Development of Rally1 cars continues ahead of Rally Portugal

The WRC season is progressing and the teams continue to work on the development of the new Rally1 cars, taking advantage of the various pre-event test sessions to evaluate them. The Rally Portugal pre-event tests that ended yesterday have confirmed that the presence of the side scoops for air intake for the hybrid unit cooling system remains the key point for aerodynamic improvement for all teams.

We already saw in our previous article the impact of the side scoops on the aerodynamics of the Rally1 cars, which was behind the big differences in top speed seen in some stages of Rally Sweden, where the Hyundai i20 N Rally1 was 10 km/h faster than any of its rivals.

These differences can surely explain why Toyota and MSport are currently evaluating the reduction in the size of the side scoop, or even complete removal of this appendix. But, to do that, they first need to know how the hybrid unit cooling system will perform with less air. And this is what both teams have been doing in Portugal: playing with different configurations to see the impact on the rear cooling efficiency of reduced airflow at the inlet.

MSport started by partially blocking the scoop of the side air intake during the first day of the Rally Portugal pre-event test, with Fourmaux/Coria at the wheel.

A.Fourmaux/A.Coria, Ford Puma Rally1, Rally Portugal 2022 pre-event test – image by Fábio Leite

Toyota also tested a partially-blocked side scoop. The goal in both cases was to evaluate the performance of the hybrid cooling system with less air and under higher ambient temperatures than in previous events.

T.Katsuta/A.Johnston, Toyota GR Yaris Rally1, Rally Portugal 2022 pre-event test – image by Ricardo Jorge Sousa

MSport brought the test one step further, by what looked like a complete blocking of the upper side scoop, as well as of the lower intake, during the second day of tests, with Craig Breen and Paul Nagle inside the car. Again, testing the performance of the hybrid unit cooling system under the worst conditions: no feed of external air in this case.

C.Breen/P.Nagle, Ford Puma Rally1, Rally Portugal 2022 pre-event test – image by Tonino Marelli

Toyota already tried to run the car without the side scoop during the pre-event tests held in Sardegna and Croatia, as another test to evaluate if enough air entered into the cooling system to keep the hybrid unit at an adequate temperature.

E.Evans/S.Martin, Toyota GR Yaris Rally1, Rally Sardegna pre-event tests, Sardegna, March 2022 – extracted from Kekykeks video

The results of all these tests will be key for the design of the new solution, as they will show teams how big the modifications can be without risking the cooling capacity of the hybrid unit.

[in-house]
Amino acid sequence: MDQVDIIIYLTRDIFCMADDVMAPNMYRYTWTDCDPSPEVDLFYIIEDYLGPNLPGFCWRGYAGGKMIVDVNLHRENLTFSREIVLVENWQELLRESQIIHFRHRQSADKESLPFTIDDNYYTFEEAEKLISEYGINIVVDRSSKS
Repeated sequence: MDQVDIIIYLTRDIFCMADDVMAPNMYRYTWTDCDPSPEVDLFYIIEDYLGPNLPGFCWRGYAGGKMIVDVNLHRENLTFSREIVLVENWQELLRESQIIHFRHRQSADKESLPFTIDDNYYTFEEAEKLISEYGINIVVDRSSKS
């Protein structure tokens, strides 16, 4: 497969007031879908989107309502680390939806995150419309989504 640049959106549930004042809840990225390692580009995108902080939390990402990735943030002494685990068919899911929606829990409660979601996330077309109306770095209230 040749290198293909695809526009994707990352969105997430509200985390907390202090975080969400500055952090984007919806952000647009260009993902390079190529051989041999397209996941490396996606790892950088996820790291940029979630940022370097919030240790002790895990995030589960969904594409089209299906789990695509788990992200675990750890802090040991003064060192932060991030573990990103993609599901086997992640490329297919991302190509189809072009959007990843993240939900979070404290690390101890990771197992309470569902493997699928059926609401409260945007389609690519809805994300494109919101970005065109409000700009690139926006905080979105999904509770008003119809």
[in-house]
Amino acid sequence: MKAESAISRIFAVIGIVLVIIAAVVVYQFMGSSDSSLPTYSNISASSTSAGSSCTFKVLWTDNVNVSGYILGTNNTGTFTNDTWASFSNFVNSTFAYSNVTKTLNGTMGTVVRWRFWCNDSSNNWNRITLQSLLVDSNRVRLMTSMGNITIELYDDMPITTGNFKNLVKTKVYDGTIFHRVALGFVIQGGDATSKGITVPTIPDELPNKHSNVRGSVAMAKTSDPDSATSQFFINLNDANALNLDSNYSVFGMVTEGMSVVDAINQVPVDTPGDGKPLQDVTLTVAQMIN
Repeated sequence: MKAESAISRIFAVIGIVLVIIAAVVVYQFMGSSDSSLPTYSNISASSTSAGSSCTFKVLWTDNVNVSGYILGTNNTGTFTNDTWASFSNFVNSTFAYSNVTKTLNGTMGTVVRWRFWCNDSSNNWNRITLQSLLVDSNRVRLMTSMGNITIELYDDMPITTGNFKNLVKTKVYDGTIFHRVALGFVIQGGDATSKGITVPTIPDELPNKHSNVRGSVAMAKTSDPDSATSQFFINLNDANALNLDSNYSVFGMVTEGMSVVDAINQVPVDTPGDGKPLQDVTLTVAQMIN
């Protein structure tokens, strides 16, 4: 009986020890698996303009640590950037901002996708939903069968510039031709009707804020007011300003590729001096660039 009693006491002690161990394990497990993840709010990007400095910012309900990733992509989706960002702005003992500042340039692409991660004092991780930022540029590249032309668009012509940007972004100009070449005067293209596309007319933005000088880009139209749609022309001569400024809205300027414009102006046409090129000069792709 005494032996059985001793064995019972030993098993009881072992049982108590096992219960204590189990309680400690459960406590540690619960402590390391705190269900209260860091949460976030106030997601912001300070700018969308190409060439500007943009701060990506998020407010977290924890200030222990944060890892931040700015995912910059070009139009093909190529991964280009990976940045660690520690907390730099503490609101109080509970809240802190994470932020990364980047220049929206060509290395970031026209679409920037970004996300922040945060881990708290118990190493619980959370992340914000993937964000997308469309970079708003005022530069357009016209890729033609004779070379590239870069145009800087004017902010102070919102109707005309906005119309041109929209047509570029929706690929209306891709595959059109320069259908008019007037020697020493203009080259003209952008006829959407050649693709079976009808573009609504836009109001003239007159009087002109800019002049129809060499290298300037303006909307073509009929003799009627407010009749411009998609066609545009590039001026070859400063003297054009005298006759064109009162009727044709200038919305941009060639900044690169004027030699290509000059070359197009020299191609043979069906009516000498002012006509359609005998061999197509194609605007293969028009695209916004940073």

Hyundai’s new side mirrors

The smaller size and different location of the side scoop of the Hyundai i20 N Rally1 make it less disturbing to the aero of the car, which would explain why Hyundai is not currently evaluating modifying it. However, the position of the side mirror represents a perturbation to the air flowing towards the rear of the car, for what Hyundai has modified it, like the other teams. But the solution proposed by Hyundai is very different from those introduced by Toyota and MSport.

O.Solberg/E.Edmondson, Hyundai i20 N Rally1, Rally Safari 2022 pre-event test – image by Município Nisa

The new side mirror has been moved forward, and now it is placed right behind the front fender (see new and old locations in the image below).

O.Tänak/M.Järveoja, Hyundai i20 N Rally1, Rally Portugal 2022 pre-event test – image by Rally de Portugal

The shape of the (horizontal) mirror and the distance from the body remains the same, while both Toyota and MSport use vertical mirrors highly separated from the body. Why?

The reason can be found in the different locations of the side scoop. The image below shows a typical distribution of airflow around the A-pillar of a car.

Schematic of Flow around A-pillar – extracted from the article A Novel Test Rig for the Aerodynamic Development of a Door Mirror, by Jeff Howell, Steve Windsor and Geoff Le Good, SAE Technical Paper Series 2006-01-0340

Adding the location of the different scoops to the image confirms the differences in the source of the airflow: Hyundai uses the air coming mainly from the A-pillar, while Toyota and MSport take advantage of the airflow coming mainly from the front fender and bonnet.

The new location for the side mirror in the Hyundai ensures minimal interaction with the airflow from the A-pillar. On the other side, the mirrors of the Toyota and Puma are in the center of the airflow coming from the fender, which justifies why they have separated from the body, to minimize their interaction with this flow. In conclusion, we could say that Hyundai is the car in which the side mirror disturbs aerodynamics the least, thanks to the different location of the side scoop.

Side mirrors of the GR Yaris (left), Puma (center) and i20 N Rally1 (right) cars

Note that Hyundai has also modified the support of the new mirror, introducing inverted wing-shaped support to generate some minor downforce at the front, as the other teams have also done.

The new mirror of the Hyundai i20 N Rally1 is the only modification we will surely see in the next Rally Portugal, as it does not require an extensive test program, and it does not need any homologation. For the potential scoop modification of Toyota and MSport, we will surely have to wait until the test program is completed and the results convince their engineers that any modification to be introduced will not affect the cooling capacity of the rear radiators. For what we will have to wait until the summer events.

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